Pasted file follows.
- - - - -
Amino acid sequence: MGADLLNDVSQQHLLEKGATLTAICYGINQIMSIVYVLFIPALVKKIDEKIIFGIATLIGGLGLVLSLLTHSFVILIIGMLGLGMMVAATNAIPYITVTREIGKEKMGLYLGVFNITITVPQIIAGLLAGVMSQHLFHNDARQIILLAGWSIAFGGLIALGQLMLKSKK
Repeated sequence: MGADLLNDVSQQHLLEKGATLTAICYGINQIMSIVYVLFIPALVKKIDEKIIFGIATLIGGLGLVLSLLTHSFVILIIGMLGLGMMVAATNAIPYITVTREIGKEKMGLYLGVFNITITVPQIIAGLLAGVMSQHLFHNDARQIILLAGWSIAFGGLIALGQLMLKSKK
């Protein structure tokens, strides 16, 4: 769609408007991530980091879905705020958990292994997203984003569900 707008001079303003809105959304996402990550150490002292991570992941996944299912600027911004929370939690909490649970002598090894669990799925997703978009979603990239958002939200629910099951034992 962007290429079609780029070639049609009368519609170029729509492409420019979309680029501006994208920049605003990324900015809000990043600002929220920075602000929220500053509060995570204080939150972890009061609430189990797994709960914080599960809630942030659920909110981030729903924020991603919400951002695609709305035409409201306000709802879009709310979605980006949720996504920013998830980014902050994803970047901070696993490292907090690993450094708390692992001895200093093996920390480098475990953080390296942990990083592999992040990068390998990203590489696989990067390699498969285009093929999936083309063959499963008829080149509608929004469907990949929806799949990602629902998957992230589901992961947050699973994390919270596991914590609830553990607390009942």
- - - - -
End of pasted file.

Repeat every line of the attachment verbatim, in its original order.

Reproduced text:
Amino acid sequence: MGADLLNDVSQQHLLEKGATLTAICYGINQIMSIVYVLFIPALVKKIDEKIIFGIATLIGGLGLVLSLLTHSFVILIIGMLGLGMMVAATNAIPYITVTREIGKEKMGLYLGVFNITITVPQIIAGLLAGVMSQHLFHNDARQIILLAGWSIAFGGLIALGQLMLKSKK
Repeated sequence: MGADLLNDVSQQHLLEKGATLTAICYGINQIMSIVYVLFIPALVKKIDEKIIFGIATLIGGLGLVLSLLTHSFVILIIGMLGLGMMVAATNAIPYITVTREIGKEKMGLYLGVFNITITVPQIIAGLLAGVMSQHLFHNDARQIILLAGWSIAFGGLIALGQLMLKSKK
């Protein structure tokens, strides 16, 4: 769609408007991530980091879905705020958990292994997203984003569900 707008001079303003809105959304996402990550150490002292991570992941996944299912600027911004929370939690909490649970002598090894669990799925997703978009979603990239958002939200629910099951034992 962007290429079609780029070639049609009368519609170029729509492409420019979309680029501006994208920049605003990324900015809000990043600002929220920075602000929220500053509060995570204080939150972890009061609430189990797994709960914080599960809630942030659920909110981030729903924020991603919400951002695609709305035409409201306000709802879009709310979605980006949720996504920013998830980014902050994803970047901070696993490292907090690993450094708390692992001895200093093996920390480098475990953080390296942990990083592999992040990068390998990203590489696989990067390699498969285009093929999936083309063959499963008829080149509608929004469907990949929806799949990602629902998957992230589901992961947050699973994390919270596991914590609830553990607390009942």